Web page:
Maryland lawmakers are considering repealing the death penalty after five other states ended capital punishment in the last six years.
The House of Delegates is set to vote as soon as today on a bill that would stop prosecutors from seeking to execute those convicted of murder, the only crime for which the state allows capital punishment. The measure passed the Senate earlier this month and almost half of the delegates in the House are sponsoring the repeal.
Democratic Governor Martin O’Malley, a potential 2016 presidential candidate, has long sought to abolish the death penalty. The legislature is also moving toward adopting some of the nation’s strictest gun laws backed by O’Malley, including new licensing requirements for handguns, in response to the December school shooting in Newtown, Connecticut.
Maryland would become the 18th state without the death penalty. New Jersey, New York, Illinois, New Mexico and Connecticut since 2007 have abolished executions amid concern about the cost, racial-bias in its use and the risk of condemning wrongfully convicted.
“There’s a pretty strong trend away from capital punishment,” said Richard Dieter, the executive director of the Death Penalty Information Center, a Washington-based nonprofit that advocates against the practice. “It would be more of a surprise if it didn’t pass.”
While Maryland and 32 other states allow the death penalty, its use has declined nationally over the past decade. There were 78 such sentences handed out last year, down from as many as 315 during the mid-1990s, according to the Death Penalty Information Center.
In Maryland, the death penalty is rarely used. There are five people on death row -- three of whom were sentenced more than 25 years ago -- and only five have been executed since the early 1990s. The most recent was Wesley Eugene Baker, who was executed in 2005 for killing a woman in front of her two grandchildren in a shopping mall parking lot.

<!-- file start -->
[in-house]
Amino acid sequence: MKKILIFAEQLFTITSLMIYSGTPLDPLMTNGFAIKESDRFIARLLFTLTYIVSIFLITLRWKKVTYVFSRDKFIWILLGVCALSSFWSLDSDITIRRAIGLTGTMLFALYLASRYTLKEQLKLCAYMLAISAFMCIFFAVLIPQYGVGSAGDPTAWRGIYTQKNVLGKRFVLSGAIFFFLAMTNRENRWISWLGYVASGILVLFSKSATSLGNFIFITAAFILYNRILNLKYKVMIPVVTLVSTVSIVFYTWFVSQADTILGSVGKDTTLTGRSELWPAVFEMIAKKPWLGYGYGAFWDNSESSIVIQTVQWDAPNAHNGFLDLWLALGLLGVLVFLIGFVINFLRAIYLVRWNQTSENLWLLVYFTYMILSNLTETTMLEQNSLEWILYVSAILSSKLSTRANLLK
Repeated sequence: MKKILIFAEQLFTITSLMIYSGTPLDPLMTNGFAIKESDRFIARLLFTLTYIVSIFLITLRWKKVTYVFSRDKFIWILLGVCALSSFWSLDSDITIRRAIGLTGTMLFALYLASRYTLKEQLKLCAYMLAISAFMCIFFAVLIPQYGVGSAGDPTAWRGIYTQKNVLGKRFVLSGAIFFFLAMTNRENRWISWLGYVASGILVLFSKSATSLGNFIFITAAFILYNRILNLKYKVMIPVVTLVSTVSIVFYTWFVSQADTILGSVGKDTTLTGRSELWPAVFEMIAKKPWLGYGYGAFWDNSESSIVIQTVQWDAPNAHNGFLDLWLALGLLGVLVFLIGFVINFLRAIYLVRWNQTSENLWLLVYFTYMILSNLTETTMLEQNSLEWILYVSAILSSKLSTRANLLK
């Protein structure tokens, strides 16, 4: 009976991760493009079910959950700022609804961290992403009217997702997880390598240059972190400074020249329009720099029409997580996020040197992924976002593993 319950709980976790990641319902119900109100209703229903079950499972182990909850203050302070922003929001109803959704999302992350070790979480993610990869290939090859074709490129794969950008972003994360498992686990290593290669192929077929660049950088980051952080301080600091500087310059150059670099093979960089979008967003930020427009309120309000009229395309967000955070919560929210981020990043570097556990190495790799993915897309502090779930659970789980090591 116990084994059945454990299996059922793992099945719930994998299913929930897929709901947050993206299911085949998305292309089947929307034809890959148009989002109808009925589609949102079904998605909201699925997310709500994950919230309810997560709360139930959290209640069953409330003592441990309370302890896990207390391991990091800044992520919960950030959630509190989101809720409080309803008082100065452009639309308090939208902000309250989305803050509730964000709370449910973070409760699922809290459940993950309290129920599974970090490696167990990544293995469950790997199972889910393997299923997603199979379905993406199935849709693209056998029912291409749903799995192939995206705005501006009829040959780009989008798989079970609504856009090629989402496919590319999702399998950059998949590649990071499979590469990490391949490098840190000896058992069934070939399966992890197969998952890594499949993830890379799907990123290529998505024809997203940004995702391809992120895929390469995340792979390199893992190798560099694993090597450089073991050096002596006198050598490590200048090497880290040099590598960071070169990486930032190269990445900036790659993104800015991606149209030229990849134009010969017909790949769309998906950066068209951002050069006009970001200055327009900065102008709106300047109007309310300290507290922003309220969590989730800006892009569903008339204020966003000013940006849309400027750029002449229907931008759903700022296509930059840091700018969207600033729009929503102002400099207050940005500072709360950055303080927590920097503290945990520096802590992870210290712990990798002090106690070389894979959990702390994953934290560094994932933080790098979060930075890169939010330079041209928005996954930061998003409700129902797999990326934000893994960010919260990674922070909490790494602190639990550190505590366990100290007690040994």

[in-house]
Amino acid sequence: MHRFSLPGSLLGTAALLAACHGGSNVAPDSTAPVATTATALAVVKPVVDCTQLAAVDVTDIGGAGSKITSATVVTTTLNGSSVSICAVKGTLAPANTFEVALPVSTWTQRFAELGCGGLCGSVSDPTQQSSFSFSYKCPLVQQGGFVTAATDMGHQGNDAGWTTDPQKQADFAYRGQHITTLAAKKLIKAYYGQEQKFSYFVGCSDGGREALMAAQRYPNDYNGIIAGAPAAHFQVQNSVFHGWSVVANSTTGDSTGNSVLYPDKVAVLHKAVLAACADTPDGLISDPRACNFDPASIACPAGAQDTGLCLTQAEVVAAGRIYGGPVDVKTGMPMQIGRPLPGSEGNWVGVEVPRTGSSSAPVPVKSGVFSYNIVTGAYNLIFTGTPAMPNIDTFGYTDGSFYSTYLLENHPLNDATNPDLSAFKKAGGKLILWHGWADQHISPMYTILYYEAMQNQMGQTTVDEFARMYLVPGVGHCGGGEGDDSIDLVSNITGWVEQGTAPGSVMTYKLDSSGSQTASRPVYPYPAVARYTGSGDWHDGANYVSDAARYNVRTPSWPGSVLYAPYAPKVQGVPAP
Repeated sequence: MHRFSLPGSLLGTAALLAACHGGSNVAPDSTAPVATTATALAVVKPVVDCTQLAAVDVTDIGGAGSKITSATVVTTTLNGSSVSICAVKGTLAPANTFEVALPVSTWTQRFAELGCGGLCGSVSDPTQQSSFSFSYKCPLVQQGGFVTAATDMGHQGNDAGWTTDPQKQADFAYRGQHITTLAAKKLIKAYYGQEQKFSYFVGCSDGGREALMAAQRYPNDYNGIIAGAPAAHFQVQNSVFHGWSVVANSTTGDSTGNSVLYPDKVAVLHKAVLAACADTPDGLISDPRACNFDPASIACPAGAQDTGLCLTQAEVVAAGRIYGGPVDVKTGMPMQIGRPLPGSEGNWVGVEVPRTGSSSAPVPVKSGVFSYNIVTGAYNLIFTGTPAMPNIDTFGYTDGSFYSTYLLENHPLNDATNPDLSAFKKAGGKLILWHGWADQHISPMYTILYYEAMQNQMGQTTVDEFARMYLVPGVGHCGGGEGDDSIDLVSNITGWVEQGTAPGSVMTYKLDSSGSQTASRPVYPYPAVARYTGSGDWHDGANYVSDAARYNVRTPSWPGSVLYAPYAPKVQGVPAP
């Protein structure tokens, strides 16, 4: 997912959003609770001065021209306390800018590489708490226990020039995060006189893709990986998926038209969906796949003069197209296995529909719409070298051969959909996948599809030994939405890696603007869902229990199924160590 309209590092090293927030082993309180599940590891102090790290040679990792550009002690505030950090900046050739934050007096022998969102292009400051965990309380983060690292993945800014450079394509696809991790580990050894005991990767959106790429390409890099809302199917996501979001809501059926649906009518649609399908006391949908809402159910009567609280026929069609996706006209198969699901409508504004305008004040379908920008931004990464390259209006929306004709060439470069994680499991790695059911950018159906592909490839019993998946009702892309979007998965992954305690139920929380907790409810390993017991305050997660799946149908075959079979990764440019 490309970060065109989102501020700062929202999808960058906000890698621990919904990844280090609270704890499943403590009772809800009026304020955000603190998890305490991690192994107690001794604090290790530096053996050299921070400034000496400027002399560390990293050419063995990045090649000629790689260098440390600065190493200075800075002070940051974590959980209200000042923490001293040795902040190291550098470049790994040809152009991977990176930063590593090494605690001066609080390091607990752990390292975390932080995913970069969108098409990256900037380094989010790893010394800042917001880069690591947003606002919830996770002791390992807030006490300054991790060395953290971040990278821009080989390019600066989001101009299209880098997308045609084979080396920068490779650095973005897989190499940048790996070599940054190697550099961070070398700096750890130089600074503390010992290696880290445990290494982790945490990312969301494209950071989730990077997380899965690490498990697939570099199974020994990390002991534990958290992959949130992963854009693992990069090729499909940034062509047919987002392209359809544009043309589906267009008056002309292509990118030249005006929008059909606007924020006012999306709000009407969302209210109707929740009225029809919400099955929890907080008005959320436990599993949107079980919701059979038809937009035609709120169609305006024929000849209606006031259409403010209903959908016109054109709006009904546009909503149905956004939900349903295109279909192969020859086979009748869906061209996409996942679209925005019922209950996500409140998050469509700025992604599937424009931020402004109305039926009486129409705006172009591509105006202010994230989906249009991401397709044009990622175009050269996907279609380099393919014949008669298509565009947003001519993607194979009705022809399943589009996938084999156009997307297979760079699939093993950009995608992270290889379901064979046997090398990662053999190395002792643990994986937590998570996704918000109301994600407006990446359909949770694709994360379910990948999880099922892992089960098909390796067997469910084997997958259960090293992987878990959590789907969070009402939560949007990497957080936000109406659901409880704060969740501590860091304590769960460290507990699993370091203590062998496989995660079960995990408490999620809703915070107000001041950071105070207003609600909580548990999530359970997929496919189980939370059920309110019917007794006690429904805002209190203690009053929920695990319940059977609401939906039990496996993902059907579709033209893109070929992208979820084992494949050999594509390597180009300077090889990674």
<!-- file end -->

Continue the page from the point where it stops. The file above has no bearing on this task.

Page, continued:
Executions in Maryland have effectively been banned since 2006, when a court ruled that the regulatory procedures for administering them were adopted without required public comment. The O’Malley administration hasn’t completed regulations that would allow it to be reintroduced.
O’Malley, who was elected governor in 2006, has argued that the death penalty fails to deter crime, costs three times as much as sentencing someone to life without parole, and is prone to racial bias.
The Catholic Church and the National Association for the Advancement of Colored People, the Baltimore-based civil rights group, joined the effort to repeal capital punishment.
During the debate in the Maryland House on March 13, some lawmakers said the death penalty should remain as a punishment for crimes such as mass murder and killing children.
“They say it’s no deterrent,” said Maryland Delegate C.T. Wilson, a Democrat. “It’s not supposed to be, it’s a punishment.”
Oregon Governor John Kitzhaber, a Democrat, said in 2011 he wouldn’t allow executions during his term, a step that didn’t need legislation. In January, Arkansas Governor Mike Beebe, a Democrat, said he would be willing to halt them in his state, if the legislature approved a bill to do so. Colorado Representative Claire Levy, a leader of the Democrats, is planning to advance a bill to do away with it there.
“We will see more states looking to take the same action,” said Shari Silberstein, the executive director of Equal Justice USA, a Brooklyn-based group that advocates for repeal.